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  • Teaching Science for Motivation and UnderstandingAndy Anderson, August, 2003

    What does it mean to teach science well? . . . . . . . . . . . . . . . . . . . . . . . . . . . . . . . . . . . . . . . . . . . . . . . . . . . . . . . . . . . . . . . . 4Motivation and Understanding in Science Learning .................................................................................. 5

    Motivation: Expectancy times value for sustained effort........................................................................ 5Understanding: Connected knowledge and practice................................................................................ 5

    Knowledge and practice in science teaching: The teaching cycle and problems of practice................................. 7Science Content and Learning Goals: What Are You Teaching?. . . . . . . . . . . . . . . . . . . . . . . . . . . . . . . . . . . . . . 9

    Scientists Science and School Science.................................................................................................. 9School Science: Procedural Display of Separated Knowledge and Practices................................................ 9Scientists Science: Making Sense of the Material World.................................................................... 11Summary: Scientists science vs. school science ............................................................................... 16

    Deciding on Goals and Activities for Your Students ............................................................................... 17Defining Student Knowledge: Big Ideas ........................................................................................... 19Defining Knowledge: Experiences, Patterns, and Explanations ............................................................. 20Defining Practices: Objectives for Student Learning........................................................................... 22Why Is Clarifying Your Goals Important?........................................................................................ 24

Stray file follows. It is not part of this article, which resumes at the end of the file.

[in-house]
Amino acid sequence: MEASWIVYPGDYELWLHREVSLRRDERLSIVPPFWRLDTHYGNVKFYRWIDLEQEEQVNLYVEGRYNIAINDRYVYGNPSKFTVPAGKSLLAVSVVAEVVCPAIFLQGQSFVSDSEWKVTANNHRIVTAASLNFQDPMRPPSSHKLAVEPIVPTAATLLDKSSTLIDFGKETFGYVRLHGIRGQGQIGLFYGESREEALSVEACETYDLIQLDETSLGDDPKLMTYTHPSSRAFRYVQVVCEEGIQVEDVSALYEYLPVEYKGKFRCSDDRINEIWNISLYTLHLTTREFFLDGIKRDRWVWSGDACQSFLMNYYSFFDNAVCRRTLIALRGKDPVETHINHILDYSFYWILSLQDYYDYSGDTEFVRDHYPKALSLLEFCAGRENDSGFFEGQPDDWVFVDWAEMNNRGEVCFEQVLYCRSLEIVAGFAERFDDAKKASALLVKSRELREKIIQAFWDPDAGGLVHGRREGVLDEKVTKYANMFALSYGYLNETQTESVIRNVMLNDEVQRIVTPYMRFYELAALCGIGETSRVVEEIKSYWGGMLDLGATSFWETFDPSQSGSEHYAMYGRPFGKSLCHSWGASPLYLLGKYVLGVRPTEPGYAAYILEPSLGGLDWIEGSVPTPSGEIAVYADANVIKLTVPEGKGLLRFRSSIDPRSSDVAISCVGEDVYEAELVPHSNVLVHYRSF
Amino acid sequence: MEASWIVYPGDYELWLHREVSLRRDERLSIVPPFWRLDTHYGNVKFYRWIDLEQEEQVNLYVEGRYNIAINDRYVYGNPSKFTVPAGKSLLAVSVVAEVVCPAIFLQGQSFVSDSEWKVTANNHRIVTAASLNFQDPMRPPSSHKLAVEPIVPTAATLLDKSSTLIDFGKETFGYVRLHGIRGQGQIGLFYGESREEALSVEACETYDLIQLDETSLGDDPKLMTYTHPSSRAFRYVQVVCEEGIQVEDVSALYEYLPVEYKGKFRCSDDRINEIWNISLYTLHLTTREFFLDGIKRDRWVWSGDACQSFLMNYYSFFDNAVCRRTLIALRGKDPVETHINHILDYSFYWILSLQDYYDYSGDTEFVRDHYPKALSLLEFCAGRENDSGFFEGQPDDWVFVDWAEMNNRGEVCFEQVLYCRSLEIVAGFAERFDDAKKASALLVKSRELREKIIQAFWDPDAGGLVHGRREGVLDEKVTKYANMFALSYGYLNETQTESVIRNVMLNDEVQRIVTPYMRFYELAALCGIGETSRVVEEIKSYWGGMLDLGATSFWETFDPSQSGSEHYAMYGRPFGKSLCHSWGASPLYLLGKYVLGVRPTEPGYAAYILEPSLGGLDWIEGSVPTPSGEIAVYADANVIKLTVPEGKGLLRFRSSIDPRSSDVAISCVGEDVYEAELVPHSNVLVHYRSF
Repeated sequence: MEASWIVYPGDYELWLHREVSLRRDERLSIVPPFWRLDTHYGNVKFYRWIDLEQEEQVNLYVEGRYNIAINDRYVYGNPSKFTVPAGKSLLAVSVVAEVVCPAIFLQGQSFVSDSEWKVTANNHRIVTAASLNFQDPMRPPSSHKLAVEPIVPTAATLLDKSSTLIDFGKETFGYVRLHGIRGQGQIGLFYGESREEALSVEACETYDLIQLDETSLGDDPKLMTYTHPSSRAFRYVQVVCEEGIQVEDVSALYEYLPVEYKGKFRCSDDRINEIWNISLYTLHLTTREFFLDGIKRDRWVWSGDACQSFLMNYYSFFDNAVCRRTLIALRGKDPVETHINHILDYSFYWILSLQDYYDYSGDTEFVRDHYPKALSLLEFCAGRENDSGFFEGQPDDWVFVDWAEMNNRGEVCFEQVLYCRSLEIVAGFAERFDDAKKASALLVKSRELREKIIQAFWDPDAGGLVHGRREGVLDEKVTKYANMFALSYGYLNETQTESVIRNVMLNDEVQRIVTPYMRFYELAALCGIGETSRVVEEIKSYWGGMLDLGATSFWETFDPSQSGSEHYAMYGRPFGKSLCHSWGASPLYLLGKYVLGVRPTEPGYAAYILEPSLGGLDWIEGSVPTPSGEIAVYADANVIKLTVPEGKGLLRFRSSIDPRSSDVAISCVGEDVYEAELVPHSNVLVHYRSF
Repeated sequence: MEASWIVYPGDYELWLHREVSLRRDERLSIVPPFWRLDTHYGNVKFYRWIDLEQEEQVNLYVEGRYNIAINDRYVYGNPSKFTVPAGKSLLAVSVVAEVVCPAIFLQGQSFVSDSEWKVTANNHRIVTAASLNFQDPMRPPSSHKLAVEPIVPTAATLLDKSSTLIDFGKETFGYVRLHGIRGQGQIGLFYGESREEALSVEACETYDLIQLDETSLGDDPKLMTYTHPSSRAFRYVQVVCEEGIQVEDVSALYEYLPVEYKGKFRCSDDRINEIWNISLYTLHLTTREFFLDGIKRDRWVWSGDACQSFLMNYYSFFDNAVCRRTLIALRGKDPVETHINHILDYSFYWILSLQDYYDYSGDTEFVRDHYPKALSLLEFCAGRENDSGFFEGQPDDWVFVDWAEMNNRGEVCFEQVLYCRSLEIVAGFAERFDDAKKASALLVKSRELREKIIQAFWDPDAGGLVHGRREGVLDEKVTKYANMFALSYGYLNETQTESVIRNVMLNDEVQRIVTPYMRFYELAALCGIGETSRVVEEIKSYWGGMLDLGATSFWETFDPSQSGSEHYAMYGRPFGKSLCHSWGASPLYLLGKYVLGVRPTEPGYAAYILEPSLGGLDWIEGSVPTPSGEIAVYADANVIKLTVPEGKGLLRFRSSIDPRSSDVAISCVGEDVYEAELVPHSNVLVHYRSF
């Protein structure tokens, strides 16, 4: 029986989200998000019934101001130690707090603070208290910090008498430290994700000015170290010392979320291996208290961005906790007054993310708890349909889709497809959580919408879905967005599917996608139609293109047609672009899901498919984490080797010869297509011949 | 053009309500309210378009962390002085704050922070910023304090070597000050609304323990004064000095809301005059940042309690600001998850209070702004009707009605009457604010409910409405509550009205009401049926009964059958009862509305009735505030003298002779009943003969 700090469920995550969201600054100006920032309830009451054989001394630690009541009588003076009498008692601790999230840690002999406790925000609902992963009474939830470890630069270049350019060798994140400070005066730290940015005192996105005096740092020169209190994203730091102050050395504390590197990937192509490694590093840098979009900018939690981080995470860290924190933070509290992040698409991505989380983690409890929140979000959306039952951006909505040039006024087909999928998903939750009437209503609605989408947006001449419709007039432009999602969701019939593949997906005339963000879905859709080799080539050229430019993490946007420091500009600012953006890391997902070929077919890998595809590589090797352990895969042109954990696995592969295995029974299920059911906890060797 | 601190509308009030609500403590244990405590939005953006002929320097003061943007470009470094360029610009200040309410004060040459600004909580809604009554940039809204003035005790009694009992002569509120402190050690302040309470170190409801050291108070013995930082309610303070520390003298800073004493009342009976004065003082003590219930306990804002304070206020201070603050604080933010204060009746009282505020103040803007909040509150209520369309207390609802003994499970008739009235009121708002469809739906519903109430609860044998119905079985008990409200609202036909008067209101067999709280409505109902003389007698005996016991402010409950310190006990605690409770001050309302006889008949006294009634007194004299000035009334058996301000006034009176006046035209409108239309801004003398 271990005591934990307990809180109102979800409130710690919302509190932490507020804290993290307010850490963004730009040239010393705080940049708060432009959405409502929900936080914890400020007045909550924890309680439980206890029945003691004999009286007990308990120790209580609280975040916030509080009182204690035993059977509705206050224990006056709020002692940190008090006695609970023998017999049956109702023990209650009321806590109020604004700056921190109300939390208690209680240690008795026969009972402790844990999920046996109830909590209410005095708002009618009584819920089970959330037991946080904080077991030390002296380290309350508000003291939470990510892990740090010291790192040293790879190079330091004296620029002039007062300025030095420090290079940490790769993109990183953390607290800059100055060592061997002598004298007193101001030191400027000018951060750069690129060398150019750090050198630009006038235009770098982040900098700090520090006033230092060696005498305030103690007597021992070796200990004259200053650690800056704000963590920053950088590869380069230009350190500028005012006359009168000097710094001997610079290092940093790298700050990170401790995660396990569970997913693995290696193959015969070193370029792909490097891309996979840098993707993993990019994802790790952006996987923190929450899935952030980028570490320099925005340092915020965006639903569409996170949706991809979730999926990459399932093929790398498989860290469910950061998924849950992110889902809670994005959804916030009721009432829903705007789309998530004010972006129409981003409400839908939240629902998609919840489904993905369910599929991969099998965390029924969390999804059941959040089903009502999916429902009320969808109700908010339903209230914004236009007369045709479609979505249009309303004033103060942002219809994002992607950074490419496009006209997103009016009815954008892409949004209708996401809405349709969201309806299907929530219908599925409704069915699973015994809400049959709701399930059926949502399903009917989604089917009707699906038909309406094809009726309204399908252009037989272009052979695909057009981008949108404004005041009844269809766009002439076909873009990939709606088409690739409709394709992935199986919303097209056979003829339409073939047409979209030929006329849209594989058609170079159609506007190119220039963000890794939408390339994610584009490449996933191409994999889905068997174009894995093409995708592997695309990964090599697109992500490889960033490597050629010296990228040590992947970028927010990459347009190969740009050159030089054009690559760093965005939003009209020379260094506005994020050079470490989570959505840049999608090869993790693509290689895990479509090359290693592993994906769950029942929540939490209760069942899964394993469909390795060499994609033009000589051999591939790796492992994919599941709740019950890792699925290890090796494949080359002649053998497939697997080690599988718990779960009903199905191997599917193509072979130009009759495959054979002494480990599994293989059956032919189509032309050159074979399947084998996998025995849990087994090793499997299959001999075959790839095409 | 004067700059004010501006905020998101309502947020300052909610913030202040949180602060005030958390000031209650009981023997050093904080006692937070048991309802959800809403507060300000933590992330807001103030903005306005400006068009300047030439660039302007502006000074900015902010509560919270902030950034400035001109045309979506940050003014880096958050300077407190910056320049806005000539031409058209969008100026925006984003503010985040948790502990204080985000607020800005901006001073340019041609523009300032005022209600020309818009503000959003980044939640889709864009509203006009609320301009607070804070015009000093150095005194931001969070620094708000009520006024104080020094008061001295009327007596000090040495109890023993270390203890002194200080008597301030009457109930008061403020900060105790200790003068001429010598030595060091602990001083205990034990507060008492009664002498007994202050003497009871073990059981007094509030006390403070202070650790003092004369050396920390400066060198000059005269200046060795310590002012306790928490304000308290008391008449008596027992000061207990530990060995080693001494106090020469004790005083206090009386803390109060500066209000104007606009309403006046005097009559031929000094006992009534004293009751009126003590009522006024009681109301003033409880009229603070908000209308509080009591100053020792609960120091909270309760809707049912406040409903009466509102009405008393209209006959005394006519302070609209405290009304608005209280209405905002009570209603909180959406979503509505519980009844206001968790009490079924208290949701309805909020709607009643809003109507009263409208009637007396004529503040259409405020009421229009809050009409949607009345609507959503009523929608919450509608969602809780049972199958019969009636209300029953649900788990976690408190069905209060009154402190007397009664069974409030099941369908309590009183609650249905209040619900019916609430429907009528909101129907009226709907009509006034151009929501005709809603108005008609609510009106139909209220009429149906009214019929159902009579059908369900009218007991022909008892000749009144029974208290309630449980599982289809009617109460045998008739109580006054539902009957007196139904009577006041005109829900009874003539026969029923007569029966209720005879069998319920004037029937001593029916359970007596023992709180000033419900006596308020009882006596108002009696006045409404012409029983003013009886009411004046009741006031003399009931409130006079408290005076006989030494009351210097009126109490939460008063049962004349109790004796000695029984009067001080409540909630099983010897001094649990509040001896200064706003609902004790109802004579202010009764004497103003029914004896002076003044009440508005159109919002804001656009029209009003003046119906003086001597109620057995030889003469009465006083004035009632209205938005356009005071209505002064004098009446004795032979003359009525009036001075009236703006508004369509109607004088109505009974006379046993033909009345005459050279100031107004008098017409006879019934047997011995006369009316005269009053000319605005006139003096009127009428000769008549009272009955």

Students and Assessment: Who Are You Teaching? . . . . . . . . . . . . . . . . . . . . . . . . . . . . . . . . . . . . . . . . . . . . . . . . . . 2 5Understanding and Responding to Your Students Thinking: Expectancy.................................................... 25

    Purposes of Classroom Assessment................................................................................................ 27Developing Assessment Tasks....................................................................................................... 27Making Sense of Students Responses: Learning from Incorrect Answers............................................... 28Adjusting Your Teaching and Assessment........................................................................................ 30Learning to Teach from Experience................................................................................................. 31

    Understanding Students Socially and Culturally: Value........................................................................... 31Understanding and Responding to Your Students Interests .................................................................. 32Social and Cultural Norms and Values............................................................................................. 33

    Grading Fairly ................................................................................................................................ 34Teaching Strategies: How Are You Teaching?. . . . . . . . . . . . . . . . . . . . . . . . . . . . . . . . . . . . . . . . . . . . . . . . . . . . . . . . . 3 6

    Creating and Managing a Classroom Learning Community: Management, Safety, Participation, andCommunication.............................................................................................................................. 36Learning Cycles: Helping Students Learn from Others............................................................................ 37

    Stages of the Learning Cycle......................................................................................................... 38Lesson Planning: Objectives, Materials, Activities, and Post-lesson Notes............................................. 41

    Inquiry Cycles: Helping Students Learn from Experience in the Material World........................................... 43Professional Resources and Relationships: Using Resources and Learning from Mentors andColleagues. . . . . . . . . . . . . . . . . . . . . . . . . . . . . . . . . . . . . . . . . . . . . . . . . . . . . . . . . . . . . . . . . . . . . . . . . . . . . . . . . . . . . . . . . . . . . . . . . . . . 4 6